I recently left a counselling job as a with a small charity that supported Carers. A carer is someone who cares, unpaid, for a friend or family member who due to illness, disability, a mental health problem or an addiction cannot cope without their support.
The nature of my work was to support those who were struggling to come to terms with situations that were often difficult and could feel hopeless to the person who lives, every day for someone else. In writing this piece, I wondered if I might talk about some of the things that make carers such a rewarding client group to work with, perhaps delve a little into how their struggles equip them with often-missed resilience. But I realised that both of these angles were not congruent to the overriding lesson I learned in my time working with carers, because they are both assumptive. Upon hearing their story for the first time I never failed to notice how different everyone was, how their experiences that varied so greatly affected them in infinitely different ways. It would be much neater to be able to make a few profound yet sweeping generalisations about these people but my experience teaches me that here are a group of people who simply cannot be generalised, that their experiences are as varied and unique than I could possibly imagine.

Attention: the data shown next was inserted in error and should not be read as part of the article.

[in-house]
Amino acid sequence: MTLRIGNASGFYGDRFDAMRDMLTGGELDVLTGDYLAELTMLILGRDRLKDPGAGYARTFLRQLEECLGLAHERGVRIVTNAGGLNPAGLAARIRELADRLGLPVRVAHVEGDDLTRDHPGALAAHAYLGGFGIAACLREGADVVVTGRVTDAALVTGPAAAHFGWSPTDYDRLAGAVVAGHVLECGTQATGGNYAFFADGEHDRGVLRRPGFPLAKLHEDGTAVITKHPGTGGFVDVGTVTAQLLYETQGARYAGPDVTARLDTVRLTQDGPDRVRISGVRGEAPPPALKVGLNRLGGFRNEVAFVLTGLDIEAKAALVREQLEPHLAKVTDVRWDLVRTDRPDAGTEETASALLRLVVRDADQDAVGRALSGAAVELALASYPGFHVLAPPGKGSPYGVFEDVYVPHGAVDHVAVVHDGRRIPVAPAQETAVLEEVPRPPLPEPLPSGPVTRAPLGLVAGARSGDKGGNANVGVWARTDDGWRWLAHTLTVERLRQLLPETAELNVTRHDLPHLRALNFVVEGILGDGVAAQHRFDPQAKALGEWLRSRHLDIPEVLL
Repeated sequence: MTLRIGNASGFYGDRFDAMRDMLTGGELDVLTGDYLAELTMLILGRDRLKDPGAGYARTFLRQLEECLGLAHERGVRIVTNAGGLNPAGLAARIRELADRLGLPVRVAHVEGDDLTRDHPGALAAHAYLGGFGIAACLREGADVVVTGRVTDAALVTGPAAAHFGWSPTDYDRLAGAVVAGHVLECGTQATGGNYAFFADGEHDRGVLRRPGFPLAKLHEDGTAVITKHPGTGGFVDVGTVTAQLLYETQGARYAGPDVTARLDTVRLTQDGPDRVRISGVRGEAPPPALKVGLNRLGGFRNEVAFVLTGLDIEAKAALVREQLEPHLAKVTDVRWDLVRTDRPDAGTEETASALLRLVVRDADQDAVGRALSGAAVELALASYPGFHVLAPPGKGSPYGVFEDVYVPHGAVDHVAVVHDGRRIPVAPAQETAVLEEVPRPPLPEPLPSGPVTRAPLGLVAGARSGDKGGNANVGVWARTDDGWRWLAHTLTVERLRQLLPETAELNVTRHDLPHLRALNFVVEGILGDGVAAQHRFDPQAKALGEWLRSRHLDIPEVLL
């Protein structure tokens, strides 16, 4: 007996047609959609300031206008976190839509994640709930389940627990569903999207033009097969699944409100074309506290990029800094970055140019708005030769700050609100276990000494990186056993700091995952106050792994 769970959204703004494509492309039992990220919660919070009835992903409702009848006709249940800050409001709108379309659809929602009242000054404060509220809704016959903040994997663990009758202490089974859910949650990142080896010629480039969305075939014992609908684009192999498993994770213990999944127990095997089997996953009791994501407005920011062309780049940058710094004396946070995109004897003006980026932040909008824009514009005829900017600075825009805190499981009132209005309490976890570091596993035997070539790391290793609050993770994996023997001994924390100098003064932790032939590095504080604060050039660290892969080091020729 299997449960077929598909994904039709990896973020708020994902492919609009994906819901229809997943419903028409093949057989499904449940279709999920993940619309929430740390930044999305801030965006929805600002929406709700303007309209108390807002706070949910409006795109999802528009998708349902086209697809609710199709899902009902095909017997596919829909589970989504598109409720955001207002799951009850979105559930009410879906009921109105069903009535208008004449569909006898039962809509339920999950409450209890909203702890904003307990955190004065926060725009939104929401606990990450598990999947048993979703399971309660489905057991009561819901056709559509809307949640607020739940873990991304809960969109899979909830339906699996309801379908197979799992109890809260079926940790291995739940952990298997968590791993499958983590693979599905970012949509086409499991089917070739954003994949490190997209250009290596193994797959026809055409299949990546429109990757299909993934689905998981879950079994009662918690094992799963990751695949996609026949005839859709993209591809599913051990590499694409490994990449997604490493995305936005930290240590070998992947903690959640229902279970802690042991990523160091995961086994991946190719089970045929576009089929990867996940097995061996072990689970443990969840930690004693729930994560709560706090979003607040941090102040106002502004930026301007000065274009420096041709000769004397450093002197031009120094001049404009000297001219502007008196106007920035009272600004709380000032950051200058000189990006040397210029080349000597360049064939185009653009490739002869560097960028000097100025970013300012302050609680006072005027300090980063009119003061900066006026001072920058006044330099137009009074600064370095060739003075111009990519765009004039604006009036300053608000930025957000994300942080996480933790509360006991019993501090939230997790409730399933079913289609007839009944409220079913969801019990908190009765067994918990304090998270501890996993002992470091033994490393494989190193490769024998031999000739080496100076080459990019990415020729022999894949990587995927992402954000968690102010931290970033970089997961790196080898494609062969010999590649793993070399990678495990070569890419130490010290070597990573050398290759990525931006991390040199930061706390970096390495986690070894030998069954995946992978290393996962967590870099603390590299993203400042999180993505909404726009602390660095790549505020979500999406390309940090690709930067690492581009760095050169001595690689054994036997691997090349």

Thinking more broadly about all of the clients I see, my experience with carers serves as a reminder that as a therapist, generalising doesn’t help, and so much can be missed just by assumptions. So I do my best to meet each new client with an open mind, ready to hear their story in whichever way they want to tell it.